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Anti-Cancer Drug Fights Immune Reaction In Some Infants With Pompe Disease

Posted Oct 11 2012 10:32pm

Adding a third anti-cancer agent to a current drug cocktail appears to have contributed to dramatic improvement in three infants with the most severe form of Pompe disease — a rare, often-fatal genetic disorder characterized by low or no production of an enzyme crucial to survival.

Duke researchers previously pioneered the development of the first effective treatment for Pompe disease via enzyme replacement therapy (ERT). ERT relies on a manufactured enzyme/protein to act as a substitute for the enzyme known to be lacking in patients with a particular disease. In Pompe disease, ERT has been found to reduce heart and muscle damage caused by the absence of the enzyme.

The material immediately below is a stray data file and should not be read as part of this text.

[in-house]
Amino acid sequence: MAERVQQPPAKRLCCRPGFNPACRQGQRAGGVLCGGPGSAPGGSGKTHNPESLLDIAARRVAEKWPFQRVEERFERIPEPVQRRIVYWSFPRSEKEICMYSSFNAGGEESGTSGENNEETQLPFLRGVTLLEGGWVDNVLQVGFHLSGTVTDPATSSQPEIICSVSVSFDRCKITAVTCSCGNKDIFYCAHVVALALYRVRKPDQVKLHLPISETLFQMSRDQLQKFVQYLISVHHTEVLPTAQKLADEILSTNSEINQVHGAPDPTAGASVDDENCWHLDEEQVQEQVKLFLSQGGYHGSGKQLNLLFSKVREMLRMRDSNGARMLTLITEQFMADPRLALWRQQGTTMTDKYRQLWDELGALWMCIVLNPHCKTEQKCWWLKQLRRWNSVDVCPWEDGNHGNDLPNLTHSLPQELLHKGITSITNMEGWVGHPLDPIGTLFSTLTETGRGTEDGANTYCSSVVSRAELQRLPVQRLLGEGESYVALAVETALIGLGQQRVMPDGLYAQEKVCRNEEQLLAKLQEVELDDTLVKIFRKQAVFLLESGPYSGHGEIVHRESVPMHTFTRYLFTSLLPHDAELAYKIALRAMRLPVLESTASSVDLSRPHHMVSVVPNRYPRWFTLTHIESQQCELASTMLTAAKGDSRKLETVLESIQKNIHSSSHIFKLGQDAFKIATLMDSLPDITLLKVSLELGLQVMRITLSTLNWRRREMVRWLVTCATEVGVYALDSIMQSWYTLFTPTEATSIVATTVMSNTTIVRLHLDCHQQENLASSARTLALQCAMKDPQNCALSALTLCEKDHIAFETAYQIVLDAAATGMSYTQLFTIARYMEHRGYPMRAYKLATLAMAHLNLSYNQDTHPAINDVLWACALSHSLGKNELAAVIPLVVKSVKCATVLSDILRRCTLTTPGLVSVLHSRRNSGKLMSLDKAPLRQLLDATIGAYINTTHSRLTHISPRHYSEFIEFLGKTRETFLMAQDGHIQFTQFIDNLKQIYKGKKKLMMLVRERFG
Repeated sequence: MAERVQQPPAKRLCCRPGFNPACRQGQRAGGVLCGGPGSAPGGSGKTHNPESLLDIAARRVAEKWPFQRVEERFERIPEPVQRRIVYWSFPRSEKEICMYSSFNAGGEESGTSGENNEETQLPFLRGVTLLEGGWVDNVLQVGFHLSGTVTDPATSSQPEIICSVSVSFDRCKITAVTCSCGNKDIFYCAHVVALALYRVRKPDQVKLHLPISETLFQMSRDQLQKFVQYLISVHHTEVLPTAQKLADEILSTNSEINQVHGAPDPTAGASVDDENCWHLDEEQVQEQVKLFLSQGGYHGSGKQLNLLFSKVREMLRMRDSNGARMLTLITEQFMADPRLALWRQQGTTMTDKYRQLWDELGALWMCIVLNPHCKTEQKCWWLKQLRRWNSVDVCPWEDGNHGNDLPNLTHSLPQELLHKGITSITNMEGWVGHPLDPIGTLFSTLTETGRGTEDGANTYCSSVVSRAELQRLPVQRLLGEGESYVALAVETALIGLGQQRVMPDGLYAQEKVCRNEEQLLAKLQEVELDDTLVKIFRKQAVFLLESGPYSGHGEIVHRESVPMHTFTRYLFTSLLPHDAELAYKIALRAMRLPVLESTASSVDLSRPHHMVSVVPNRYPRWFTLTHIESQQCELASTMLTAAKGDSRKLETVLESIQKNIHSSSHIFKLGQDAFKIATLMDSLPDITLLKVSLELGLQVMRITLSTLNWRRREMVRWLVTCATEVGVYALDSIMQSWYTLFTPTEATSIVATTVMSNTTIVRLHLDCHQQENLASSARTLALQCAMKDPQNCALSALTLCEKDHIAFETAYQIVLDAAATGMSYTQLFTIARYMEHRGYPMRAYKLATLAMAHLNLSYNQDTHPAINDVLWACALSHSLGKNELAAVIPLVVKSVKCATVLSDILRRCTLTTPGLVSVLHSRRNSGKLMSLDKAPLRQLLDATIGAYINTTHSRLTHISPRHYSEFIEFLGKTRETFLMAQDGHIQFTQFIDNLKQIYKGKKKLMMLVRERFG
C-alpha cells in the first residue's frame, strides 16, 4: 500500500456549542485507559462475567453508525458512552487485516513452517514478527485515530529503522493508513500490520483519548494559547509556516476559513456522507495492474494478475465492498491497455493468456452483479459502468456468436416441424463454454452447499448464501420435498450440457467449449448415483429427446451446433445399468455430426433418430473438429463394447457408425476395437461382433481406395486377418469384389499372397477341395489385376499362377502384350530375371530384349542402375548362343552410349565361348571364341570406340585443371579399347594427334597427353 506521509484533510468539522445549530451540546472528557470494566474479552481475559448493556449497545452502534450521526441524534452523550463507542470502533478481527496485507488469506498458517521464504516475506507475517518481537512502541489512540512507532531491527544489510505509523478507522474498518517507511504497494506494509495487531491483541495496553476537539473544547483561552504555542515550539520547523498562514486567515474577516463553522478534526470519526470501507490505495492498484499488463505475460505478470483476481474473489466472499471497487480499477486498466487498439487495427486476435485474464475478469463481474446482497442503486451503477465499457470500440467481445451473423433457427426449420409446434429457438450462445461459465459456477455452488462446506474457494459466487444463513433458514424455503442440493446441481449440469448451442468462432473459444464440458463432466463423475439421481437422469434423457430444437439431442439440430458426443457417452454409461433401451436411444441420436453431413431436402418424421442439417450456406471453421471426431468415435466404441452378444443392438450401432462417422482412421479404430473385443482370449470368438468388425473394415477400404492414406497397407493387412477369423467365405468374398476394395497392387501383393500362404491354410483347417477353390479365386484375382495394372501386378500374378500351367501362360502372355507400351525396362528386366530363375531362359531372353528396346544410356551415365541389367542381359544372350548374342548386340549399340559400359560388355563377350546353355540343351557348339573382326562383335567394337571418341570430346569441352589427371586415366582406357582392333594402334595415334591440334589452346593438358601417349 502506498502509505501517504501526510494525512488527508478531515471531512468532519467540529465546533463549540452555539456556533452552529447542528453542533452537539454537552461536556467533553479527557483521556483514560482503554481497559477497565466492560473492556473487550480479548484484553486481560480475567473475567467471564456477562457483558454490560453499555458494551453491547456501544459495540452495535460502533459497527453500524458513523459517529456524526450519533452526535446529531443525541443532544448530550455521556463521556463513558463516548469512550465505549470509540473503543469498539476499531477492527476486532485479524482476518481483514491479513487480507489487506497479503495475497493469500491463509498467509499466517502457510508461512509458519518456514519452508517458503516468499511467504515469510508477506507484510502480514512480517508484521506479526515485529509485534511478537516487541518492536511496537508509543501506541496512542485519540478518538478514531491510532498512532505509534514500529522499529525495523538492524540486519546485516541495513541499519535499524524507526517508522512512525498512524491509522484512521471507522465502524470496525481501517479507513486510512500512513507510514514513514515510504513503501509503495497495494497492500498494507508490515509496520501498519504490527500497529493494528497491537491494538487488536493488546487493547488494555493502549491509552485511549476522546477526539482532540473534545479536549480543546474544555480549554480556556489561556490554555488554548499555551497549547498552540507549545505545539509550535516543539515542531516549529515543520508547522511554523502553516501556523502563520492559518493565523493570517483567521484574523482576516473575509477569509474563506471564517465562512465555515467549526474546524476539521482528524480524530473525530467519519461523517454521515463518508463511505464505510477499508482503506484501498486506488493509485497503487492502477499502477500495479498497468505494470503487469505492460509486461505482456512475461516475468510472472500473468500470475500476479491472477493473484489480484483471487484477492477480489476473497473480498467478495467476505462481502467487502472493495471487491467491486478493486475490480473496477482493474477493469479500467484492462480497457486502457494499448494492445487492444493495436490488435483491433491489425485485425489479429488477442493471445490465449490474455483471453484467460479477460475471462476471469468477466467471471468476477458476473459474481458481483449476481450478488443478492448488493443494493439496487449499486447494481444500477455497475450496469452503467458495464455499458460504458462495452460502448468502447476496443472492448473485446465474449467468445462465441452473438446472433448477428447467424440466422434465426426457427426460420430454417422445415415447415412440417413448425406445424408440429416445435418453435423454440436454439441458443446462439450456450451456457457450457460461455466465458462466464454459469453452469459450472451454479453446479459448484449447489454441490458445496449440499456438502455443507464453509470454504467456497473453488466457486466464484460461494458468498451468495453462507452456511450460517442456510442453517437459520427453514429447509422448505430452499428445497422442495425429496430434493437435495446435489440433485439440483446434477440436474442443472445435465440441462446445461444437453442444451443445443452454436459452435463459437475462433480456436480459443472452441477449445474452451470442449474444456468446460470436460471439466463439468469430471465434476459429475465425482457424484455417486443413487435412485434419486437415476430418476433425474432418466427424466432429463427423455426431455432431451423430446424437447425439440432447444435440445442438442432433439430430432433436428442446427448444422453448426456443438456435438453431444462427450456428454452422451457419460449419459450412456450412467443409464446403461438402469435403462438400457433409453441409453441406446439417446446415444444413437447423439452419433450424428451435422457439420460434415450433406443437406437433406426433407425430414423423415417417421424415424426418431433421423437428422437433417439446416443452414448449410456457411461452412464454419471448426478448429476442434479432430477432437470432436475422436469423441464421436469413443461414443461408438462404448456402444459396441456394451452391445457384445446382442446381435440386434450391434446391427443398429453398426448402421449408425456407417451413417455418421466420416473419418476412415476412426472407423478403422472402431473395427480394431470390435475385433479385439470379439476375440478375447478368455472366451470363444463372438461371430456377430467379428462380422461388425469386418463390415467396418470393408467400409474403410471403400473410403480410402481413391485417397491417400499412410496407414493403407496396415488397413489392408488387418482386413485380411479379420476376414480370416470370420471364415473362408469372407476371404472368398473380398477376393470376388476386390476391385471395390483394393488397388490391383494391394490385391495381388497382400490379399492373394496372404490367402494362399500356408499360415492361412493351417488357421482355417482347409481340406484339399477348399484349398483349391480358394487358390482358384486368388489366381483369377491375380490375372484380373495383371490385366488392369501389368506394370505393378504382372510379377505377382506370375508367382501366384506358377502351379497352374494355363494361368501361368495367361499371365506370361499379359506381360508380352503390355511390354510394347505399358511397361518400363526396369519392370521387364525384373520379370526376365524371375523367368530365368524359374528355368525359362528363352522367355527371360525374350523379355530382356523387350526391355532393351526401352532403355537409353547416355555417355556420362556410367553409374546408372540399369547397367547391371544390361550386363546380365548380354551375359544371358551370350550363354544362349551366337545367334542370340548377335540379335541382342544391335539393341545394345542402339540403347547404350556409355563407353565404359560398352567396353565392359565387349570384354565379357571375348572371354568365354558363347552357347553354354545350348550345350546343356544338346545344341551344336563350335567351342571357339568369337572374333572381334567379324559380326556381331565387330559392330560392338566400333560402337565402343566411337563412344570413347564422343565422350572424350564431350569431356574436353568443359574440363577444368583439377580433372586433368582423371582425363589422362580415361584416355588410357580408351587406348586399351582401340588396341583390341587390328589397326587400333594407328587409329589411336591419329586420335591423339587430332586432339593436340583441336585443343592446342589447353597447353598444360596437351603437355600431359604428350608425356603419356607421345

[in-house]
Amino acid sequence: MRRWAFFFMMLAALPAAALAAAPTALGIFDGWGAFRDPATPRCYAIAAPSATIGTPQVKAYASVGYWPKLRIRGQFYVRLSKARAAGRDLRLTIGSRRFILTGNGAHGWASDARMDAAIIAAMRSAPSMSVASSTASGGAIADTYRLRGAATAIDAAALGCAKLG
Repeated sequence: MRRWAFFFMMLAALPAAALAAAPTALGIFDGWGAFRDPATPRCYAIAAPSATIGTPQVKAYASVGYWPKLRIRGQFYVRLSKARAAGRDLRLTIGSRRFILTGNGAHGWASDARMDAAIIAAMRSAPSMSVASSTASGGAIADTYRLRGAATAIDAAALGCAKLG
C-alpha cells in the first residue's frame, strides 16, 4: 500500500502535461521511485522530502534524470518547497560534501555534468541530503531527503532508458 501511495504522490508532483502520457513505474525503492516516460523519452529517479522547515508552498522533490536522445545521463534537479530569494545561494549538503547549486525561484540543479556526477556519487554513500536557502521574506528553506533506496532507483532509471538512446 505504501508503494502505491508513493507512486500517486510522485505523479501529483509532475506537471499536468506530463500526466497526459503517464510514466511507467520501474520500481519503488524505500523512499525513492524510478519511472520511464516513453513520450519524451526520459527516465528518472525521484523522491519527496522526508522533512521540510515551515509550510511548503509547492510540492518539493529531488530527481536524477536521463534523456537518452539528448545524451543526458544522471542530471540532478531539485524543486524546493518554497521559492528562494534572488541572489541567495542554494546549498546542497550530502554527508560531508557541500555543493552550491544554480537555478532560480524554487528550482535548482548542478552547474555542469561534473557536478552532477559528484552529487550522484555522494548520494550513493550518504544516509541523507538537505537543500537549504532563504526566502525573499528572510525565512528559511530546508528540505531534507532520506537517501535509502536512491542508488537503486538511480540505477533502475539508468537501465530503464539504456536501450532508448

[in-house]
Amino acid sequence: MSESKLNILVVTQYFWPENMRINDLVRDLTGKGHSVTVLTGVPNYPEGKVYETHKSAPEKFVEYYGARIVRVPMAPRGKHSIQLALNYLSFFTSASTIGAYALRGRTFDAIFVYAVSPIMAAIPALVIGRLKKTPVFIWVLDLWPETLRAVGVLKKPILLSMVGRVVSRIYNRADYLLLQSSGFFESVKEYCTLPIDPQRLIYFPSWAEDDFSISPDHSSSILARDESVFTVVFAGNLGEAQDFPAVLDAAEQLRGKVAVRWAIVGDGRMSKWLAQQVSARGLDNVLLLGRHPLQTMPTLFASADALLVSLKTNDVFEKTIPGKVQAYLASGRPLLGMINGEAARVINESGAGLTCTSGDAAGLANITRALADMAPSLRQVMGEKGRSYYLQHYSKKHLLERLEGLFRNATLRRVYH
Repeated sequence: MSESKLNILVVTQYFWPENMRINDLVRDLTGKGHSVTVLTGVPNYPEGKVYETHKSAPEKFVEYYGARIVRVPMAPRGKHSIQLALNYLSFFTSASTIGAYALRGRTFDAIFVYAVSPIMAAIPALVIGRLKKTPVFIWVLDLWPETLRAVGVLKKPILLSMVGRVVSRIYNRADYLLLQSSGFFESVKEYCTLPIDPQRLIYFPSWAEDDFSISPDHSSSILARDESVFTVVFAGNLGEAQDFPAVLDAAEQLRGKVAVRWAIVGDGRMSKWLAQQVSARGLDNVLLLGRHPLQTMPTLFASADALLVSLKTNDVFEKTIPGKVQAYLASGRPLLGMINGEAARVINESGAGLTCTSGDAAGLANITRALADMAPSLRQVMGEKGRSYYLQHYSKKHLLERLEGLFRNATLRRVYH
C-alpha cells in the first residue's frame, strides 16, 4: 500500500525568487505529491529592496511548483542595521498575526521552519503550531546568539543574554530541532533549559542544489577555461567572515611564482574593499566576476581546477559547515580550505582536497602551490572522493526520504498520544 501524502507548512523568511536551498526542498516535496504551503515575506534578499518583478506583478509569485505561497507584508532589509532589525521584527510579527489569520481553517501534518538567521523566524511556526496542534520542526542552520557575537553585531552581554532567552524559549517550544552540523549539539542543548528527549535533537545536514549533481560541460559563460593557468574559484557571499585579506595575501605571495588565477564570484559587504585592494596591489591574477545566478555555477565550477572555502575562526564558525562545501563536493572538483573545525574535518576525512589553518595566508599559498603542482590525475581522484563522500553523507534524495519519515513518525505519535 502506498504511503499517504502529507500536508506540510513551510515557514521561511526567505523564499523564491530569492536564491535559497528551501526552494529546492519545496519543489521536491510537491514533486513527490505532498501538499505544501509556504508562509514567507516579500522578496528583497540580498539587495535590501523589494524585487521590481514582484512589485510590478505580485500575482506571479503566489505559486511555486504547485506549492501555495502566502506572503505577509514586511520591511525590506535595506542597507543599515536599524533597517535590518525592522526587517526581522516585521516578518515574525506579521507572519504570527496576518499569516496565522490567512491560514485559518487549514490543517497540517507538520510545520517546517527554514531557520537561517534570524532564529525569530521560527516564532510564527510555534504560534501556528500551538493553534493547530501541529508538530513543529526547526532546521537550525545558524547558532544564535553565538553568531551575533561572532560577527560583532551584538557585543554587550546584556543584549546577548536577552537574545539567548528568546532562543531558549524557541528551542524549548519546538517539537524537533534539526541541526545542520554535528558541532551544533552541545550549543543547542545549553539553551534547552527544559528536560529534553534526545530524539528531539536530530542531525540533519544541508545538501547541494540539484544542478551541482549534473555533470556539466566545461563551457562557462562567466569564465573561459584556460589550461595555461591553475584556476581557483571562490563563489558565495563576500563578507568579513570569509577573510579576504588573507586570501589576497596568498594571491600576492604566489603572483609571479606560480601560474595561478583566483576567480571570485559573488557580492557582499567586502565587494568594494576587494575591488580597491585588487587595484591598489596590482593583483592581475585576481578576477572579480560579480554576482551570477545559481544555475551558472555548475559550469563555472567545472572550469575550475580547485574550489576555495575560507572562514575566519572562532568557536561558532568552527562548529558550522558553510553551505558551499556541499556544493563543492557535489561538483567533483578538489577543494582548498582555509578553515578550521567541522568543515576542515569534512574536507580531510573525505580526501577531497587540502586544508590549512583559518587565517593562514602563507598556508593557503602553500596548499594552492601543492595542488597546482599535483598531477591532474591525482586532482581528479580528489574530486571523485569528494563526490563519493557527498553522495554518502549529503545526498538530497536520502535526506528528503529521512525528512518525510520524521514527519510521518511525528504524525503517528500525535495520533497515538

In the new study, appearing online in the Oct. 11, 2012, edition of the journal Genetics in Medicine, the Duke team added a new step to the therapeutic regimen to address complications suffered by a subset of infants with Pompe disease who are treated with ERT.

 

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